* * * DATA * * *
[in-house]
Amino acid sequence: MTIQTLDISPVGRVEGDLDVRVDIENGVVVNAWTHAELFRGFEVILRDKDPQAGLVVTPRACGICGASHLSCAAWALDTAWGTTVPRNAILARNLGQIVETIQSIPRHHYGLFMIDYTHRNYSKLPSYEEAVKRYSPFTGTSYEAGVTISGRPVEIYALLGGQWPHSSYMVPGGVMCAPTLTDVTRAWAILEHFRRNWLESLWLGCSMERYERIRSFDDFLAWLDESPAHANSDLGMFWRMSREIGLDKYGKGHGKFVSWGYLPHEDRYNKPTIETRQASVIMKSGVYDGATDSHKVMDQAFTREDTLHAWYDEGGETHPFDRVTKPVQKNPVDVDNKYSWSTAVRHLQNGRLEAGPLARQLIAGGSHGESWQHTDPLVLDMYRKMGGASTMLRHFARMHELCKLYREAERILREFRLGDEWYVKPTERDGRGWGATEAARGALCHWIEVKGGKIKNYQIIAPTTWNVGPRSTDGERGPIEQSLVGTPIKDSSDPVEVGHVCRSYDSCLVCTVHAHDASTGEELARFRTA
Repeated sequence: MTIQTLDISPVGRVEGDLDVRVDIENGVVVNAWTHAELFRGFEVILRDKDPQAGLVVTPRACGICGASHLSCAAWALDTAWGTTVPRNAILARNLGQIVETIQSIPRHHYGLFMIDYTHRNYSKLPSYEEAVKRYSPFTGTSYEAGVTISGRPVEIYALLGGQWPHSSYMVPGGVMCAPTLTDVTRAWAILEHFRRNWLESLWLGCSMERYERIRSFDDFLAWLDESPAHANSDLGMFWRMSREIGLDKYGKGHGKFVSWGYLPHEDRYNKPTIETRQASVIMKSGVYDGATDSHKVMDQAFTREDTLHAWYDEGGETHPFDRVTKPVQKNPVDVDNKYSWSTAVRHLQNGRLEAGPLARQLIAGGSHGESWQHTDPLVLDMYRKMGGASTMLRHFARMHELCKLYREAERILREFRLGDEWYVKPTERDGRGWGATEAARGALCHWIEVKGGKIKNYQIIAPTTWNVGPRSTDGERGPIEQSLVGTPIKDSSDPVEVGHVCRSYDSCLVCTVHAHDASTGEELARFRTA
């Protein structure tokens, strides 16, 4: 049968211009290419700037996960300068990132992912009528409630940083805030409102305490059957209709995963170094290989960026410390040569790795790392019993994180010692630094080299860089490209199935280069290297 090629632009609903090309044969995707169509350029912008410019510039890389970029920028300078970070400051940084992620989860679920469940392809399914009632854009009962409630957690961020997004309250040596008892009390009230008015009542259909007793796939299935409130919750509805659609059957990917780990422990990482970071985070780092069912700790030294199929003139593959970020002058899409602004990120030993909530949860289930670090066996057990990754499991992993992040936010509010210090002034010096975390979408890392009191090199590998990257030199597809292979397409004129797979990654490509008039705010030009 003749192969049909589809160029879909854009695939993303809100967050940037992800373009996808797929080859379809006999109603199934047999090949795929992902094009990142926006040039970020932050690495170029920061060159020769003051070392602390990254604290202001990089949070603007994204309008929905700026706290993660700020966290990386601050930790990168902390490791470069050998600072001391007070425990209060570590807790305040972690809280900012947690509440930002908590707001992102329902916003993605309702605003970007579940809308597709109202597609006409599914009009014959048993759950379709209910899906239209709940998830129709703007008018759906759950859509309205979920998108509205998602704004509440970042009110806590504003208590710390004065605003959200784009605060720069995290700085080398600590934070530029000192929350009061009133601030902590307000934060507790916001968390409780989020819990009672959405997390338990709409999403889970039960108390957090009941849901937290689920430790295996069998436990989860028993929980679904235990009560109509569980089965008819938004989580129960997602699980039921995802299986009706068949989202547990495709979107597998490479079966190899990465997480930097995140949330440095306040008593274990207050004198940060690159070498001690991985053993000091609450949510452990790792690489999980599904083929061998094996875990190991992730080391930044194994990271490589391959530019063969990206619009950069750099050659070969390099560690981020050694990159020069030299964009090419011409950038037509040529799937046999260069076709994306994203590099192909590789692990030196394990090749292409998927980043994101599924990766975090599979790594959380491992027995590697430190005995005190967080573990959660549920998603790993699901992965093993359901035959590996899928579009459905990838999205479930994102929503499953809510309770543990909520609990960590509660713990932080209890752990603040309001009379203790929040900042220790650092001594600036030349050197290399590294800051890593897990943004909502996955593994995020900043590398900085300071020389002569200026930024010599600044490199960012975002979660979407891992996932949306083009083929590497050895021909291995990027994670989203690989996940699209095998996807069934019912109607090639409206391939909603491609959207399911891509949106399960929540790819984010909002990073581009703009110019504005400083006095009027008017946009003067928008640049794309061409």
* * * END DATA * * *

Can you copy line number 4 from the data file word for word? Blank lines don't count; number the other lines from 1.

């Protein structure tokens, strides 16, 4: 049968211009290419700037996960300068990132992912009528409630940083805030409102305490059957209709995963170094290989960026410390040569790795790392019993994180010692630094080299860089490209199935280069290297 090629632009609903090309044969995707169509350029912008410019510039890389970029920028300078970070400051940084992620989860679920469940392809399914009632854009009962409630957690961020997004309250040596008892009390009230008015009542259909007793796939299935409130919750509805659609059957990917780990422990990482970071985070780092069912700790030294199929003139593959970020002058899409602004990120030993909530949860289930670090066996057990990754499991992993992040936010509010210090002034010096975390979408890392009191090199590998990257030199597809292979397409004129797979990654490509008039705010030009 003749192969049909589809160029879909854009695939993303809100967050940037992800373009996808797929080859379809006999109603199934047999090949795929992902094009990142926006040039970020932050690495170029920061060159020769003051070392602390990254604290202001990089949070603007994204309008929905700026706290993660700020966290990386601050930790990168902390490791470069050998600072001391007070425990209060570590807790305040972690809280900012947690509440930002908590707001992102329902916003993605309702605003970007579940809308597709109202597609006409599914009009014959048993759950379709209910899906239209709940998830129709703007008018759906759950859509309205979920998108509205998602704004509440970042009110806590504003208590710390004065605003959200784009605060720069995290700085080398600590934070530029000192929350009061009133601030902590307000934060507790916001968390409780989020819990009672959405997390338990709409999403889970039960108390957090009941849901937290689920430790295996069998436990989860028993929980679904235990009560109509569980089965008819938004989580129960997602699980039921995802299986009706068949989202547990495709979107597998490479079966190899990465997480930097995140949330440095306040008593274990207050004198940060690159070498001690991985053993000091609450949510452990790792690489999980599904083929061998094996875990190991992730080391930044194994990271490589391959530019063969990206619009950069750099050659070969390099560690981020050694990159020069030299964009090419011409950038037509040529799937046999260069076709994306994203590099192909590789692990030196394990090749292409998927980043994101599924990766975090599979790594959380491992027995590697430190005995005190967080573990959660549920998603790993699901992965093993359901035959590996899928579009459905990838999205479930994102929503499953809510309770543990909520609990960590509660713990932080209890752990603040309001009379203790929040900042220790650092001594600036030349050197290399590294800051890593897990943004909502996955593994995020900043590398900085300071020389002569200026930024010599600044490199960012975002979660979407891992996932949306083009083929590497050895021909291995990027994670989203690989996940699209095998996807069934019912109607090639409206391939909603491609959207399911891509949106399960929540790819984010909002990073581009703009110019504005400083006095009027008017946009003067928008640049794309061409």